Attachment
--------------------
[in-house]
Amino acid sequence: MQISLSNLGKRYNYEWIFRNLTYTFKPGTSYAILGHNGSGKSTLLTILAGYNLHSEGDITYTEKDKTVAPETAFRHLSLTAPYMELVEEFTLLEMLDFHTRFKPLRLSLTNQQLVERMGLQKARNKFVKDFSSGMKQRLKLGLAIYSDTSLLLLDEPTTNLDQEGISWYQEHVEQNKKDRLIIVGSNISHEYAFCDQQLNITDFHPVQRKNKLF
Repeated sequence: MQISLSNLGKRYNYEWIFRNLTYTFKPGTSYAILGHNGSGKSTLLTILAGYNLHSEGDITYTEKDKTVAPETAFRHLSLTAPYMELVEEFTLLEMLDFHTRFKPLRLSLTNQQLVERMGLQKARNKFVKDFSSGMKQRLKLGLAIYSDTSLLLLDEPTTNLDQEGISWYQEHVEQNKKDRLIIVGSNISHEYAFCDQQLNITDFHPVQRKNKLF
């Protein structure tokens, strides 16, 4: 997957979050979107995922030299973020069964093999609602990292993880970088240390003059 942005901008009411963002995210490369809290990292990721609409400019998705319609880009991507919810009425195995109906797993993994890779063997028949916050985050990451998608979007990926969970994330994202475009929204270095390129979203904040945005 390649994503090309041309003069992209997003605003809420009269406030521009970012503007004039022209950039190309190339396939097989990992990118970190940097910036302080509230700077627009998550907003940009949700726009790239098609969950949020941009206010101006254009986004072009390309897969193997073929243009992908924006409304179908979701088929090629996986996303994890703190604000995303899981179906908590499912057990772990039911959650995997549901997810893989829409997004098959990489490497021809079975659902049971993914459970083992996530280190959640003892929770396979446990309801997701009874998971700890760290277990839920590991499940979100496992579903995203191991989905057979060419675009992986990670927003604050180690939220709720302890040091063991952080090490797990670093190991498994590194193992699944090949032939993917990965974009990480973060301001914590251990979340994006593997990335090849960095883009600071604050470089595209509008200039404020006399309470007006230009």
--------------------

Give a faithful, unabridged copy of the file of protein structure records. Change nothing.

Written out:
[in-house]
Amino acid sequence: MQISLSNLGKRYNYEWIFRNLTYTFKPGTSYAILGHNGSGKSTLLTILAGYNLHSEGDITYTEKDKTVAPETAFRHLSLTAPYMELVEEFTLLEMLDFHTRFKPLRLSLTNQQLVERMGLQKARNKFVKDFSSGMKQRLKLGLAIYSDTSLLLLDEPTTNLDQEGISWYQEHVEQNKKDRLIIVGSNISHEYAFCDQQLNITDFHPVQRKNKLF
Repeated sequence: MQISLSNLGKRYNYEWIFRNLTYTFKPGTSYAILGHNGSGKSTLLTILAGYNLHSEGDITYTEKDKTVAPETAFRHLSLTAPYMELVEEFTLLEMLDFHTRFKPLRLSLTNQQLVERMGLQKARNKFVKDFSSGMKQRLKLGLAIYSDTSLLLLDEPTTNLDQEGISWYQEHVEQNKKDRLIIVGSNISHEYAFCDQQLNITDFHPVQRKNKLF
């Protein structure tokens, strides 16, 4: 997957979050979107995922030299973020069964093999609602990292993880970088240390003059 942005901008009411963002995210490369809290990292990721609409400019998705319609880009991507919810009425195995109906797993993994890779063997028949916050985050990451998608979007990926969970994330994202475009929204270095390129979203904040945005 390649994503090309041309003069992209997003605003809420009269406030521009970012503007004039022209950039190309190339396939097989990992990118970190940097910036302080509230700077627009998550907003940009949700726009790239098609969950949020941009206010101006254009986004072009390309897969193997073929243009992908924006409304179908979701088929090629996986996303994890703190604000995303899981179906908590499912057990772990039911959650995997549901997810893989829409997004098959990489490497021809079975659902049971993914459970083992996530280190959640003892929770396979446990309801997701009874998971700890760290277990839920590991499940979100496992579903995203191991989905057979060419675009992986990670927003604050180690939220709720302890040091063991952080090490797990670093190991498994590194193992699944090949032939993917990965974009990480973060301001914590251990979340994006593997990335090849960095883009600071604050470089595209509008200039404020006399309470007006230009």